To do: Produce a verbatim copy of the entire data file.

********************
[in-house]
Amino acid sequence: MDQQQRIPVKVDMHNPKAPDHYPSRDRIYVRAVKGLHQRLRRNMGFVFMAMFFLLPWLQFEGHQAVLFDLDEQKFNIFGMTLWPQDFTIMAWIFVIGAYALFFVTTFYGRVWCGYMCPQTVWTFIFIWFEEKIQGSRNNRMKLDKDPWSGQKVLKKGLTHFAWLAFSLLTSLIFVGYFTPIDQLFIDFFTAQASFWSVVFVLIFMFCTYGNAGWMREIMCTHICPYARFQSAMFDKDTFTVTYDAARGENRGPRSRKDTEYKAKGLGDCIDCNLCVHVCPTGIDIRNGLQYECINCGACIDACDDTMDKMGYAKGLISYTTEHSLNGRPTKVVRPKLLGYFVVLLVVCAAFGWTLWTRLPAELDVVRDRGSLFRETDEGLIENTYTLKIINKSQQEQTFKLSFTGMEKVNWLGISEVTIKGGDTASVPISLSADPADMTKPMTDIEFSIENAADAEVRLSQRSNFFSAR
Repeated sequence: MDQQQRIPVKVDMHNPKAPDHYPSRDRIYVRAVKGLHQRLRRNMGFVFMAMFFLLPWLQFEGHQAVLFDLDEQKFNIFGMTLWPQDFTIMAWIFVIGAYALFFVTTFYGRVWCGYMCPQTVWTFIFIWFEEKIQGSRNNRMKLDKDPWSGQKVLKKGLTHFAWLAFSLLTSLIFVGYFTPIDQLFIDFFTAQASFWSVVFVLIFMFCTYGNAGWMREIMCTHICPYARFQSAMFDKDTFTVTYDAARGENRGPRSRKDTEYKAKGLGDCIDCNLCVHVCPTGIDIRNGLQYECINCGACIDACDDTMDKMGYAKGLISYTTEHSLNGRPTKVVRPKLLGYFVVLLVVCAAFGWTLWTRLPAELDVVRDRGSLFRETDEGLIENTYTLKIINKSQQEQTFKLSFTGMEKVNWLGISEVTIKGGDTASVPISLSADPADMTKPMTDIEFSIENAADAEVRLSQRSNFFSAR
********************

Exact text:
[in-house]
Amino acid sequence: MDQQQRIPVKVDMHNPKAPDHYPSRDRIYVRAVKGLHQRLRRNMGFVFMAMFFLLPWLQFEGHQAVLFDLDEQKFNIFGMTLWPQDFTIMAWIFVIGAYALFFVTTFYGRVWCGYMCPQTVWTFIFIWFEEKIQGSRNNRMKLDKDPWSGQKVLKKGLTHFAWLAFSLLTSLIFVGYFTPIDQLFIDFFTAQASFWSVVFVLIFMFCTYGNAGWMREIMCTHICPYARFQSAMFDKDTFTVTYDAARGENRGPRSRKDTEYKAKGLGDCIDCNLCVHVCPTGIDIRNGLQYECINCGACIDACDDTMDKMGYAKGLISYTTEHSLNGRPTKVVRPKLLGYFVVLLVVCAAFGWTLWTRLPAELDVVRDRGSLFRETDEGLIENTYTLKIINKSQQEQTFKLSFTGMEKVNWLGISEVTIKGGDTASVPISLSADPADMTKPMTDIEFSIENAADAEVRLSQRSNFFSAR
Repeated sequence: MDQQQRIPVKVDMHNPKAPDHYPSRDRIYVRAVKGLHQRLRRNMGFVFMAMFFLLPWLQFEGHQAVLFDLDEQKFNIFGMTLWPQDFTIMAWIFVIGAYALFFVTTFYGRVWCGYMCPQTVWTFIFIWFEEKIQGSRNNRMKLDKDPWSGQKVLKKGLTHFAWLAFSLLTSLIFVGYFTPIDQLFIDFFTAQASFWSVVFVLIFMFCTYGNAGWMREIMCTHICPYARFQSAMFDKDTFTVTYDAARGENRGPRSRKDTEYKAKGLGDCIDCNLCVHVCPTGIDIRNGLQYECINCGACIDACDDTMDKMGYAKGLISYTTEHSLNGRPTKVVRPKLLGYFVVLLVVCAAFGWTLWTRLPAELDVVRDRGSLFRETDEGLIENTYTLKIINKSQQEQTFKLSFTGMEKVNWLGISEVTIKGGDTASVPISLSADPADMTKPMTDIEFSIENAADAEVRLSQRSNFFSAR